Title

Dealmaking With China Amid Global Economic Uncertainty: Opportunities, Risks, and Recommendations for Latin America and the Caribbean

Date of Publication

2020 12:00 AM

Security Theme

Economic Stability

Keywords

srhreports, economicstability, Economic stability, Latin America, Caribbean, COVID-19, China, exports, GDP growth, external growth driver, Chinese investments, regional economies

Description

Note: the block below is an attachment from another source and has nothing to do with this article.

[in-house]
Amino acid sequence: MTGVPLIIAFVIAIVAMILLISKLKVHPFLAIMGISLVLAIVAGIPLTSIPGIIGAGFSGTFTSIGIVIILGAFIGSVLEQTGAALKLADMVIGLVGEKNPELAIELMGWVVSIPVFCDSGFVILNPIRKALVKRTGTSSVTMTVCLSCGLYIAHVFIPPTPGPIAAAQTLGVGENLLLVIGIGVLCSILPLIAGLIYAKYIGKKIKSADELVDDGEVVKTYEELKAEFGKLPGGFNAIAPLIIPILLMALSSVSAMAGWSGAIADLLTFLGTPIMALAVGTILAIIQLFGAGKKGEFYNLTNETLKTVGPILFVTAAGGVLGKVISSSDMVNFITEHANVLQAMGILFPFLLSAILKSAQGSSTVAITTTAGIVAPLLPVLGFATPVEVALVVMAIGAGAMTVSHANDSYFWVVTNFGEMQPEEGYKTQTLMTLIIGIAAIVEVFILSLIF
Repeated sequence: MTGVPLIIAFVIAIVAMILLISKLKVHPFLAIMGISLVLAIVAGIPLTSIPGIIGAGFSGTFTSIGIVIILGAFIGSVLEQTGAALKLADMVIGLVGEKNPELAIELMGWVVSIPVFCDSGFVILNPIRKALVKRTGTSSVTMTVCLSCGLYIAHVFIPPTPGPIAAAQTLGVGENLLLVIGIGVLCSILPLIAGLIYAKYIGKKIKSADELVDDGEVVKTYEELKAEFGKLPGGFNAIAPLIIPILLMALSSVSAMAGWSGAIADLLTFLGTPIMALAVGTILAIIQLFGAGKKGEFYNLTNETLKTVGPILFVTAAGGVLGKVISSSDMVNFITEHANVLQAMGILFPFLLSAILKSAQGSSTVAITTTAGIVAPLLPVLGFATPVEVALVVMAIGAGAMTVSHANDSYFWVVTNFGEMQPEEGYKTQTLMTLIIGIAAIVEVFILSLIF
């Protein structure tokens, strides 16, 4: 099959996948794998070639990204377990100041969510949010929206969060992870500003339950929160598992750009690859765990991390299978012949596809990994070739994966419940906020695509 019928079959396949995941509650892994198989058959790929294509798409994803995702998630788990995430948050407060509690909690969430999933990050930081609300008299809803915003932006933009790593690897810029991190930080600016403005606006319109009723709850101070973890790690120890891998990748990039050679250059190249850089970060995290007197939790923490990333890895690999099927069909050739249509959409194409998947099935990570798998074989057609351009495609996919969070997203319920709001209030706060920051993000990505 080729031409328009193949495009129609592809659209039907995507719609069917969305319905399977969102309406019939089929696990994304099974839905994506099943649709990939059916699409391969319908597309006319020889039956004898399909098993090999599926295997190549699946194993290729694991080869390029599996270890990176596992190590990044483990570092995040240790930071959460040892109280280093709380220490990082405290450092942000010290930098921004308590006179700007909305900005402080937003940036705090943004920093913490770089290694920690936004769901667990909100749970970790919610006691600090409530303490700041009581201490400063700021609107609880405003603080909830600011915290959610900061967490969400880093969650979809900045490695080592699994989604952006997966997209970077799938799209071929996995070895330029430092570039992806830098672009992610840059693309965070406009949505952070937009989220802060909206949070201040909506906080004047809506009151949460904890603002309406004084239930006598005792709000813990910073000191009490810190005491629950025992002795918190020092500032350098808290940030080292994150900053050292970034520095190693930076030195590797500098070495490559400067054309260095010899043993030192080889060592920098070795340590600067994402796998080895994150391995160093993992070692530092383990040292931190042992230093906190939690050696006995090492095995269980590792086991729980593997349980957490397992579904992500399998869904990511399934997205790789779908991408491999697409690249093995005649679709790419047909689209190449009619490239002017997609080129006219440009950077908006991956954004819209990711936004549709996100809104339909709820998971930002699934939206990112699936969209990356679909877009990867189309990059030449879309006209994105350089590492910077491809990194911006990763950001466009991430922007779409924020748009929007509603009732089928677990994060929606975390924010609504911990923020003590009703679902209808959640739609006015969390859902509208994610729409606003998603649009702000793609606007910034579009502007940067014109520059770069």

"The COVID-19 pandemic is exerting extraordinary pressure on Latin American and Caribbean economies with reverberations that will be felt for years to come. October estimates point to a 8.1 percent contraction of regional GDP this year, accompanied by a 23 percent reduction in exports. Between January and May, Latin American and Caribbean exports to most destination mar- kets saw sharp decreases, including to the United States (-22.2 percent) and the European Union (EU) (-14.3 percent). However, China—the first major economy to recover from the pandemic—appeared to be an exception (-1.2 percent). As Latin America looks to rebuild from the pandemic, the trajec- tory of its business relationship with China will be a significant factor in shaping regional outcomes. How can Latin American economies increase their competitive position with China? Against the backdrop of an uncertain and uneven global recovery, countries in Latin America are looking to China as an external growth driver. This is not a new phenomenon caused by COVID-19—China had become the region’s second-largest trade partner in 2011.2 China is the second-largest economy in the world with a $14 trillion GDP in 2019. It has a growing middle class of more than four hundred million people who constantly demand more and better imported products and services.3 Not only is the Chinese economy a top recipient of global foreign direct investment (FDI), but it is also a net exporter of capital with significant investments overseas, including in Latin America. Although it is right to look at how China is accelerating its commercial relationships with Latin America and the Caribbean, and to understand the drivers for these growing relationships, commercial ties can also increasingly transform into a two-way street. Regional economies, while looking at the United States as an export market, should also more seriously consider how to better tap into China’s growing consumer demand. Certainly, Latin American and Caribbean countries are actively pursuing opportunities in China to grow exports and bring in investment. However, these opportuni- ties are not without challenges or risks. Exacerbating these obstacles is a highly uncertain international environment as a result of the COVID-19 pandemic, characterized by business disruptions, including travel restrictions. Thus, looking ahead, it is essential that each Latin American country design and implement a comprehensive China strat- egy involving effective coordinated planning, promotion, and risk mitigation. Such a strategy must ensure that countries better understand and respond to China’s growing com- mercial interests and engagements while safeguarding their national priorities and goals. The following pages provide practical guidance for regional governments and compa- nies interested in engaging China as part of their COVID-19 recovery, outlining the potential challenges ahead and ways to overcome them."